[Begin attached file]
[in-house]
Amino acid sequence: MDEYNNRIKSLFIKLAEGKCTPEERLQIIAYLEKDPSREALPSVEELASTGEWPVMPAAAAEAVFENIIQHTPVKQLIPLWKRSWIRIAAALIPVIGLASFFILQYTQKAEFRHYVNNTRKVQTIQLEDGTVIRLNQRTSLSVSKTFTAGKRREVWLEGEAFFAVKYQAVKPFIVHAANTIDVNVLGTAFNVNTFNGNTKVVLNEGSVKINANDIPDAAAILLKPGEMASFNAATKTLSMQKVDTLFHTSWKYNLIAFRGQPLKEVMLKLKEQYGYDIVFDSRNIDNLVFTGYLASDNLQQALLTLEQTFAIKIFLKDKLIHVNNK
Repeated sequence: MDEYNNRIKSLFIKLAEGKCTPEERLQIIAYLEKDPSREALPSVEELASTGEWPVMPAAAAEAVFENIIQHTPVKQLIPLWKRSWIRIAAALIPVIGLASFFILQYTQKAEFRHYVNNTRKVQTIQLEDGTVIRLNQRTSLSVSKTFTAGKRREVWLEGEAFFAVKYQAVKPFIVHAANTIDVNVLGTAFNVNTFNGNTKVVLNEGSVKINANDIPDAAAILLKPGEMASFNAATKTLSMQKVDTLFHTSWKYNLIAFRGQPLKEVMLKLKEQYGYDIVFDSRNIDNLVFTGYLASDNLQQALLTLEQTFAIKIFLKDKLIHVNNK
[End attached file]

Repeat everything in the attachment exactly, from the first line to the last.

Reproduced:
[in-house]
Amino acid sequence: MDEYNNRIKSLFIKLAEGKCTPEERLQIIAYLEKDPSREALPSVEELASTGEWPVMPAAAAEAVFENIIQHTPVKQLIPLWKRSWIRIAAALIPVIGLASFFILQYTQKAEFRHYVNNTRKVQTIQLEDGTVIRLNQRTSLSVSKTFTAGKRREVWLEGEAFFAVKYQAVKPFIVHAANTIDVNVLGTAFNVNTFNGNTKVVLNEGSVKINANDIPDAAAILLKPGEMASFNAATKTLSMQKVDTLFHTSWKYNLIAFRGQPLKEVMLKLKEQYGYDIVFDSRNIDNLVFTGYLASDNLQQALLTLEQTFAIKIFLKDKLIHVNNK
Repeated sequence: MDEYNNRIKSLFIKLAEGKCTPEERLQIIAYLEKDPSREALPSVEELASTGEWPVMPAAAAEAVFENIIQHTPVKQLIPLWKRSWIRIAAALIPVIGLASFFILQYTQKAEFRHYVNNTRKVQTIQLEDGTVIRLNQRTSLSVSKTFTAGKRREVWLEGEAFFAVKYQAVKPFIVHAANTIDVNVLGTAFNVNTFNGNTKVVLNEGSVKINANDIPDAAAILLKPGEMASFNAATKTLSMQKVDTLFHTSWKYNLIAFRGQPLKEVMLKLKEQYGYDIVFDSRNIDNLVFTGYLASDNLQQALLTLEQTFAIKIFLKDKLIHVNNK